Melanoma patients have a very poor prognosis and this type of tumor is particular resistant toconventional chemotherapy and radiotherapy. For this reason in the last years has beendeveloped a variety of new therapeutic agents. We investigated four experimental antifolatesubstances (MR7, MR36, MR21 and NMR707) with a critical target for thymidylate synthase(TS), an essential enzyme for DNA synthesis and repair. All the compounds were tested fortheir inhibitory properties against TS enzymes from different species: Lactobacillus casei,Pneumocystis carinii, Cryptococcus neoformans and human. These compounds behave asantifolates but show new structure with respect to all known antifolate agents. We studiedhow these substances may influence apoptosis in melanoma cell lines SKmel 2 (derived frommalignant melanoma metastasis) and SKmel 28 (derived from primary malignant melanoma)and normal human melanocytes. The antifolate agents induced apoptosis in Skmel 2 andSkmel 28 cells. These results were confirmed by Comet Assay. Western blot analysis showeddown regulation of the level of Bcl2 and PARP clivage especially for MR36, MR7 and MR21.Moreover a different apoptotic behaviour for the two cell lines was observed, in fact inprimary melanoma cells apoptosis occurred also at low concentrations especially for MR7.After chemotherapeutic treatment with all the tested compounds p53 was not modulatedindicating a p53 independent pathway for apoptosis. Caspases 8 and 9 clearly mediateantifolate agents apoptosis independent of the status of p53. Our results show that TSinhibitors inducing apoptosis may play a future potential role as new therapeutic agents formelanoma, but further studies are necessary to understand their molecular mechanism.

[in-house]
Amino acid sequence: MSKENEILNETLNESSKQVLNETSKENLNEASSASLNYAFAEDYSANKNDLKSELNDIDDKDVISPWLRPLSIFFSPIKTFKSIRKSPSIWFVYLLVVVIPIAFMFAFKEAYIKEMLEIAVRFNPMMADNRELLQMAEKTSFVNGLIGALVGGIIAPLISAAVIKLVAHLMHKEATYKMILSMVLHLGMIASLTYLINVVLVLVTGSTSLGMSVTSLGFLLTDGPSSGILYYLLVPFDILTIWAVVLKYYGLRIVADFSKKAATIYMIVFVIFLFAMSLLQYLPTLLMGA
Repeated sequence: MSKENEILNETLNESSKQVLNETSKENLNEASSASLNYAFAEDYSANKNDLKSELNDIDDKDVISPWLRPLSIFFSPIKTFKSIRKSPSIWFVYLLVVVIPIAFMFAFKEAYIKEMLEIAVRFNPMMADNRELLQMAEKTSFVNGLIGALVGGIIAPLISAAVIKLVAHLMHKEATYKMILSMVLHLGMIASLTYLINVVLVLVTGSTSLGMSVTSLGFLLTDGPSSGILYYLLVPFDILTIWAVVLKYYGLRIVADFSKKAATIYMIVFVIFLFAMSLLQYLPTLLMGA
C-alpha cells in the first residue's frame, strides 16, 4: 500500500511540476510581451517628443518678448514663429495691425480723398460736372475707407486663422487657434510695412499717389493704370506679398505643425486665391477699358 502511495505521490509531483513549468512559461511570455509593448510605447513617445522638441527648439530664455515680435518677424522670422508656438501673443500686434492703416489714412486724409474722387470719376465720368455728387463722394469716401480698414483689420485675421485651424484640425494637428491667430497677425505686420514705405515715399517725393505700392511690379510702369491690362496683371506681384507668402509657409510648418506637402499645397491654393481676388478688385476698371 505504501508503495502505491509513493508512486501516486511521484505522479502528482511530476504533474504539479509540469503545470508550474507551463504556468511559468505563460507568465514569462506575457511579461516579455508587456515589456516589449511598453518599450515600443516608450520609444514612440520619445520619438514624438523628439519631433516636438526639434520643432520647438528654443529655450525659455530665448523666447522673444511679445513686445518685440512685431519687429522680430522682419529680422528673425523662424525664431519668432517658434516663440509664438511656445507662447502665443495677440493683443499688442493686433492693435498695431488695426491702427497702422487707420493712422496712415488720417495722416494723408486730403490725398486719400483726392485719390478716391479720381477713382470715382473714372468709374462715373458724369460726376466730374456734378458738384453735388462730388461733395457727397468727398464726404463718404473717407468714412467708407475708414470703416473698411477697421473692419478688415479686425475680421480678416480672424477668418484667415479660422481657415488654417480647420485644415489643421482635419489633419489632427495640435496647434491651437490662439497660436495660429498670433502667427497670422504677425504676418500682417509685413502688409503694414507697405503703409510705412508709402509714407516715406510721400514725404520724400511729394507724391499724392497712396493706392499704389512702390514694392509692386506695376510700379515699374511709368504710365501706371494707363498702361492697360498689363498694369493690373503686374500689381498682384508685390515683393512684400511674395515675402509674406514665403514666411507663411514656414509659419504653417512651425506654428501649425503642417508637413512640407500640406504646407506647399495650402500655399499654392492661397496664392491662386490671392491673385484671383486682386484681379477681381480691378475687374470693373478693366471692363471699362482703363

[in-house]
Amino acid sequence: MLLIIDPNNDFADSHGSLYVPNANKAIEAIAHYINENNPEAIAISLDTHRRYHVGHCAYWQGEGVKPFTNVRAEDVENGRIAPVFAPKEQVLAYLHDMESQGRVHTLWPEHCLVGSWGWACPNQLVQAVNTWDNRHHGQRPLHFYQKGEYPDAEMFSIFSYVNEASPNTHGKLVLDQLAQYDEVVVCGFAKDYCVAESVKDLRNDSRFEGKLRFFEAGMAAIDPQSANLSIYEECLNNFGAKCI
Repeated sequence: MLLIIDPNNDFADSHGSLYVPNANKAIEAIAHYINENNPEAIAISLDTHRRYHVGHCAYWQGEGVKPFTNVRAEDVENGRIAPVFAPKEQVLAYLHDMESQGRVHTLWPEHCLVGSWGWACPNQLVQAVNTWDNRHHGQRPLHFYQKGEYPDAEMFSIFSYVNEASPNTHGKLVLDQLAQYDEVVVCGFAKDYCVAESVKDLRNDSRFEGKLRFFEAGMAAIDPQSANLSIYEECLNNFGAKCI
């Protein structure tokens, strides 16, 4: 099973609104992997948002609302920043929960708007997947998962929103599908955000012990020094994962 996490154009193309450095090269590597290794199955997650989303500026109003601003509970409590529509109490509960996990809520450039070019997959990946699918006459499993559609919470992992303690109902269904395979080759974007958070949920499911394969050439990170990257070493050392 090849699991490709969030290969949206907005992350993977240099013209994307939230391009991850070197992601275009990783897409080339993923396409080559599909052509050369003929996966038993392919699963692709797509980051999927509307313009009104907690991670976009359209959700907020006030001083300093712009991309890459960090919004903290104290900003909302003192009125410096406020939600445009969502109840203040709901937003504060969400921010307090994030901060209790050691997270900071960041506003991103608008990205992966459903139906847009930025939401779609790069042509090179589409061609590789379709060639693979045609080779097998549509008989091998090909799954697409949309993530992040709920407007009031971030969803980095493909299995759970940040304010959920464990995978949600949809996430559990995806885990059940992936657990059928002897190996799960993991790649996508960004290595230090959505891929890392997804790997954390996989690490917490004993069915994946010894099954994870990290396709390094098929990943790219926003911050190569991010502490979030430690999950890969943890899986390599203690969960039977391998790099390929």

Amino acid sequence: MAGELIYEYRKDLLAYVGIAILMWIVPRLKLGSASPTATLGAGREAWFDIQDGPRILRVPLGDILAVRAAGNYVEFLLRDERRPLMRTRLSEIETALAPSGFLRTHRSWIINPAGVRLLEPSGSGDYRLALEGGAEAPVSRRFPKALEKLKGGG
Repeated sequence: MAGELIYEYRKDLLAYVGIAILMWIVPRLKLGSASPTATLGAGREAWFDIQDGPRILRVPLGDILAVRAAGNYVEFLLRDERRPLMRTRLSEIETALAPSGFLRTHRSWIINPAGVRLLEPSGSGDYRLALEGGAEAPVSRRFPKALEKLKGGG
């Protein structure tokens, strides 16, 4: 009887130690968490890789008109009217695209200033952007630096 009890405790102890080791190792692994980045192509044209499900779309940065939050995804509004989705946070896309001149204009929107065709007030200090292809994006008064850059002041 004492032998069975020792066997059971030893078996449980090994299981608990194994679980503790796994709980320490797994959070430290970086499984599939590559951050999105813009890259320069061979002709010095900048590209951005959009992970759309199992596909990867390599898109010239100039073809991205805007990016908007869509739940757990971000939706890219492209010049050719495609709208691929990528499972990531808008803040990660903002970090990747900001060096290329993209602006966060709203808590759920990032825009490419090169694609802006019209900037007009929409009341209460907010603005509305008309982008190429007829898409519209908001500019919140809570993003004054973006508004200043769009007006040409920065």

2004 - “A step further in the discovery of phthalein derivatives as Thymidylate Synthase inhibitors” [Articolo su rivista]
Calo', Samuele; Tondi, Donatella; A., Venturelli; Ferrari, Stefania; Pecorari, Piergiorgio; Rinaldi, Marcella; S., Ghelli; Costi, Maria Paola